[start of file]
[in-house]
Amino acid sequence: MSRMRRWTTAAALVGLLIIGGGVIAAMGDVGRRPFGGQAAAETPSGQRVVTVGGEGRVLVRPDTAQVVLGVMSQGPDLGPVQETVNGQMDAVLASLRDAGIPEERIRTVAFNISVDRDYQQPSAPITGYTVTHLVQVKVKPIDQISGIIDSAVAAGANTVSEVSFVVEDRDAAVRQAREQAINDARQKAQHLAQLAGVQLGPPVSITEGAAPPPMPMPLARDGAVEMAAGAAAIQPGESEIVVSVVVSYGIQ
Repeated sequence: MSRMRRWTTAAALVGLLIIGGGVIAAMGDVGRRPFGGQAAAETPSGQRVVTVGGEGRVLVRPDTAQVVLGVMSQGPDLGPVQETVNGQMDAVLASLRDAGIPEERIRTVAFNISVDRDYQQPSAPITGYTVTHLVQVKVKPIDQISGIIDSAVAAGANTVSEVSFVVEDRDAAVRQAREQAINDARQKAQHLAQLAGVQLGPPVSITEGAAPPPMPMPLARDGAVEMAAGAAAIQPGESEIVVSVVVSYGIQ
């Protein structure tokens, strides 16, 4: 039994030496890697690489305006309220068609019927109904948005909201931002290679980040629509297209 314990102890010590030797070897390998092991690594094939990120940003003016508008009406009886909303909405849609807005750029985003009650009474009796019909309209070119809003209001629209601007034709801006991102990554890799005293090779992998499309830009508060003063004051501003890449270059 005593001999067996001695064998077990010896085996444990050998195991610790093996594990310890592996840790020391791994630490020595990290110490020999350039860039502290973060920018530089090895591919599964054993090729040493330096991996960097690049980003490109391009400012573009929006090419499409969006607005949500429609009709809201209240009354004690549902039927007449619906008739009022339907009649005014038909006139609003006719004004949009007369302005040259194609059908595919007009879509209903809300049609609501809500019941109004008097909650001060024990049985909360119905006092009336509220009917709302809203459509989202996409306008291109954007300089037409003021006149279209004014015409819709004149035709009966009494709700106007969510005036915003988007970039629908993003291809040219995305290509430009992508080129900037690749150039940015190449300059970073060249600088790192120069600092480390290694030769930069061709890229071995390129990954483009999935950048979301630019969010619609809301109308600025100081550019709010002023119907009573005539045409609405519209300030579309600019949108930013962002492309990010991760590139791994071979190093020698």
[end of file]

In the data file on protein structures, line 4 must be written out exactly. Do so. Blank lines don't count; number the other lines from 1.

């Protein structure tokens, strides 16, 4: 039994030496890697690489305006309220068609019927109904948005909201931002290679980040629509297209 314990102890010590030797070897390998092991690594094939990120940003003016508008009406009886909303909405849609807005750029985003009650009474009796019909309209070119809003209001629209601007034709801006991102990554890799005293090779992998499309830009508060003063004051501003890449270059 005593001999067996001695064998077990010896085996444990050998195991610790093996594990310890592996840790020391791994630490020595990290110490020999350039860039502290973060920018530089090895591919599964054993090729040493330096991996960097690049980003490109391009400012573009929006090419499409969006607005949500429609009709809201209240009354004690549902039927007449619906008739009022339907009649005014038909006139609003006719004004949009007369302005040259194609059908595919007009879509209903809300049609609501809500019941109004008097909650001060024990049985909360119905006092009336509220009917709302809203459509989202996409306008291109954007300089037409003021006149279209004014015409819709004149035709009966009494709700106007969510005036915003988007970039629908993003291809040219995305290509430009992508080129900037690749150039940015190449300059970073060249600088790192120069600092480390290694030769930069061709890229071995390129990954483009999935950048979301630019969010619609809301109308600025100081550019709010002023119907009573005539045409609405519209300030579309600019949108930013962002492309990010991760590139791994071979190093020698």